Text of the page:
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knocking ceremony in ghana

All you need to know about the knocking ceremony in Ghana.

The knocking ceremony in Ghana is a special ceremony performed to unite the couple and their families in marriage. Depending on where you are coming from in Ghana, the knocking ceremony is performed differently but they all have the primary aim of uniting two families. The white wedding without the knocking ceremony is not considered a complete marriage in many parts of Ghana. In fact, many argue that the knocking ceremony is the actual marriage so if a man performs the knocking rights without taking the lady to the alter, it is still considered a marriage ceremony.

Of course, you will need to register the marriage at the Registrar General’s Department if you want the marriage to be legal and binding by the law of Ghana.

What is “Knocking” in marriage?

The knocking ceremony is actually called “Knocking on the door”. It is likened to a situation where one knocks on a door in order to be given an invitation to enter. In this case, a man is knocking on the family door of his bride-to-be. The purpose of this ceremony is for the man, accompanied by representatives from his family, to make known his intention of marrying a woman he has found.

In some cultures, both Ghanaian and African, it is sometimes flipped the other way round where the woman is to perform the knocking ceremony. Weird right?

The day of the knocking ceremony

knocking ceremony in Ghana

A date is set by both families for the knocking ceremony. The man and his family arrive at the woman’s house bearing gifts – usually drinks. Although the process varies from one tribe to another, there are some common things one will see on the knocking list in Ghana.

A spokesperson from the man’s family informs the woman’s family of the intention of the man to marry their daughter. At this point, the man is not allowed to speak for himself. Whilst this is going on, the woman is not present in the room.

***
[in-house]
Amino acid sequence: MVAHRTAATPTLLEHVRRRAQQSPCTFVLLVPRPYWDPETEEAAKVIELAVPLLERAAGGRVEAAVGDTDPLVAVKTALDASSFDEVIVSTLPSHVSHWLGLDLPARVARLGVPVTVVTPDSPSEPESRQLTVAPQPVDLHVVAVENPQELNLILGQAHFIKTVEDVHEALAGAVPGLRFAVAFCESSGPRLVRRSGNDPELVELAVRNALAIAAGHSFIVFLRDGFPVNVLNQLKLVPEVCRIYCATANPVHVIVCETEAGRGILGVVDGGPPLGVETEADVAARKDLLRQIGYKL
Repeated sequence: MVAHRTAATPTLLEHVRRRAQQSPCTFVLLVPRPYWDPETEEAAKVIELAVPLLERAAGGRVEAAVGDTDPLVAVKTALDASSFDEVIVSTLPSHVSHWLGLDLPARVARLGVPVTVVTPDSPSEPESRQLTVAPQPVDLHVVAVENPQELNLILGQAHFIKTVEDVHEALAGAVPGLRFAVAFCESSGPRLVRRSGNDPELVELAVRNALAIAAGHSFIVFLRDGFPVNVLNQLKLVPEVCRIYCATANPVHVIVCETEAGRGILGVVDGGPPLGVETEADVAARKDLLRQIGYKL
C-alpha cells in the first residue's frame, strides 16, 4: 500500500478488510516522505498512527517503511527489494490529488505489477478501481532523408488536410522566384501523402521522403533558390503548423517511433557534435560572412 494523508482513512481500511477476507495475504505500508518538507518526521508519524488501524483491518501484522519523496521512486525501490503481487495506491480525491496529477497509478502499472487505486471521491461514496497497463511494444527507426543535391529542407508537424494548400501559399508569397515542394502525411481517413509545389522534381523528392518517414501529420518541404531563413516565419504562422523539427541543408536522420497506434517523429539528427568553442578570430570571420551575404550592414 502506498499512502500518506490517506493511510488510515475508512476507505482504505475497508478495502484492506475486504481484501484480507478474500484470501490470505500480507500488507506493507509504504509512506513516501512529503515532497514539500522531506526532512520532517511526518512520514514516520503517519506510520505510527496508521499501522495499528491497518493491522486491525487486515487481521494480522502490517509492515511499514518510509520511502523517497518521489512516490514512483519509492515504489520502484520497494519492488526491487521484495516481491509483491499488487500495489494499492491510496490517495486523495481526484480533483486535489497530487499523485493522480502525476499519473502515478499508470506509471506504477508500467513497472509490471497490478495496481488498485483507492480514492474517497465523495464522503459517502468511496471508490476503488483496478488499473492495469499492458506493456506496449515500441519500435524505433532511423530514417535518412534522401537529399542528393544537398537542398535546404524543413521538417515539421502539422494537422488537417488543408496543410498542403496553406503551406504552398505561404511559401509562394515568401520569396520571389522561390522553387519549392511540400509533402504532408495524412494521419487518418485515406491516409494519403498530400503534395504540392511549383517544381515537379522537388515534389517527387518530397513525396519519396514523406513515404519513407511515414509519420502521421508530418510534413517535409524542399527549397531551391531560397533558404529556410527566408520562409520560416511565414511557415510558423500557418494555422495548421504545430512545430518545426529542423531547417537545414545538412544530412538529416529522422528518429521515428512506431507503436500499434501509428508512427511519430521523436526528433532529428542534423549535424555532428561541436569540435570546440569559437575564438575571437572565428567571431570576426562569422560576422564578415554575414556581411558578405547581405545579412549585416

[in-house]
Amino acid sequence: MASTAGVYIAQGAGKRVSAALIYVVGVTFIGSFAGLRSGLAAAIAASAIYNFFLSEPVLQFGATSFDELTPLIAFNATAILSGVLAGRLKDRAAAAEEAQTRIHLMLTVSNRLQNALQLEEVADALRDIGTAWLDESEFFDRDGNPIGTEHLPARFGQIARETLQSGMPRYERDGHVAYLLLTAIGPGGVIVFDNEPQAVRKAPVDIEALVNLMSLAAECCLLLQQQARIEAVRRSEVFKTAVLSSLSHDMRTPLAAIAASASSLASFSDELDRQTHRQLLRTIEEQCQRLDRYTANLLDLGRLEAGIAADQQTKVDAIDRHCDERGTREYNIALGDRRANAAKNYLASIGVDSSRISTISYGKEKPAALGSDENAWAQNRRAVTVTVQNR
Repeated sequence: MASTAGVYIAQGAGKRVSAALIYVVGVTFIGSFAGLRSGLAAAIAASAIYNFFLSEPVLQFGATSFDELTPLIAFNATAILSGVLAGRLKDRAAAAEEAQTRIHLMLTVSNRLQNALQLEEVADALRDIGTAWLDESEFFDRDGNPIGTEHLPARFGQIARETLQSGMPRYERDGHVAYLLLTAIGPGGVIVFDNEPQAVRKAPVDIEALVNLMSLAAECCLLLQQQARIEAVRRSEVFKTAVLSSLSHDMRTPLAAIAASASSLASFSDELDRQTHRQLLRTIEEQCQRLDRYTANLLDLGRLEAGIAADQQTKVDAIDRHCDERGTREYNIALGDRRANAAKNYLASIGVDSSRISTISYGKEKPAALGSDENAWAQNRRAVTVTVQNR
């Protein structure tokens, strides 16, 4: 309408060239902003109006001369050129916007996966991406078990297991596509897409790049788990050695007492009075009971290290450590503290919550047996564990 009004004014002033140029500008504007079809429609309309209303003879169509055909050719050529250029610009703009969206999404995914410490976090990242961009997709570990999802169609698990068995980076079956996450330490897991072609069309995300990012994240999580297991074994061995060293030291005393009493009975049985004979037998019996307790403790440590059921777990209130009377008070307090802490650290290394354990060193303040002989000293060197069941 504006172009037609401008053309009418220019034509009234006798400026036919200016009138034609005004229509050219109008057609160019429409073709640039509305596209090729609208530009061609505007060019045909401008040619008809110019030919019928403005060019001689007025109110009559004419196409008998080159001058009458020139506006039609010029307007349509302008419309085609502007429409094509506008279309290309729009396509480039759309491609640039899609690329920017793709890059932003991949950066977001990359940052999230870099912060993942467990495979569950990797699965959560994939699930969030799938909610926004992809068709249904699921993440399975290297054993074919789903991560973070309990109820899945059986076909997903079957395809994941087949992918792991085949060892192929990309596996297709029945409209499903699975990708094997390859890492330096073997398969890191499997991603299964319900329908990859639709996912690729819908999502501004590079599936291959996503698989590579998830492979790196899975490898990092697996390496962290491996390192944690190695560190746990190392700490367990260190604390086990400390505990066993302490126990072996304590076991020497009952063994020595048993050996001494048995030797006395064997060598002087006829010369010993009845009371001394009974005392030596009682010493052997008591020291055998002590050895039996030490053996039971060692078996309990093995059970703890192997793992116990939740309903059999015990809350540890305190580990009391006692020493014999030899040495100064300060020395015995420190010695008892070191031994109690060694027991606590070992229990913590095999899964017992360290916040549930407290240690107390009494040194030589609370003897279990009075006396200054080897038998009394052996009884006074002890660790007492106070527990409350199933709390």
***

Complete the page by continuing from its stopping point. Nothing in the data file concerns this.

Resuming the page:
She is later summoned and asked if she accepts to marry the man. If she replies in the affirmative, both families start preparing for the customary marriage ceremony which is popularly known as the Engagement.

Refreshments are then shared to bring the ceremony to a successful end.

The engagement list, which is also known as the marriage list or knocking list, is also presented to the man and his family. The Ewes, Gas, Akans and other tribes in Ghana all have specifications when it comes to the engagement or traditional marriage list. This is a sample of the Akan engagement list.

Akan traditional marriage list

  1. The dowry/bride price.
  2. Head drink, usually whiskey or wine
  3. A new suitcase containing shoes, lady wears, headpieces and other necessities the bride would need.
  4. A bottle of whiskey and money for the father of the bride.
  5. A pair of sandals and money for the mother of the bride.
  6. At least six pieces or African print wax clothes for the bride.
  7. Money for the bride to start a business.
  8. An engagement ring.
  9. An engagement Bible
  10. Money for the bride’s brothers (akonta sikan). If the bride doesn’t have brothers, it goes to her male cousins.
  11. Cooking utensils
  12. Jewellery for the bride
  13. Food and drinks for the guests who will be present at the marriage ceremony.

Purpose of the Knocking ceremony in Ghana

It is believed that the marriage of two people is actually a union between two families, hence both families are involved right from the beginning. It enables families to get acquainted with each other and build a lasting relationship. It is almost impossible to marry a ‘traditional’ Ghanaian lady without performing the knocking rights.

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We hope that this guide on the knocking ceremony in Ghana was helpful. If you are in search of anything on the knocking list to purchase then this link can help you out.

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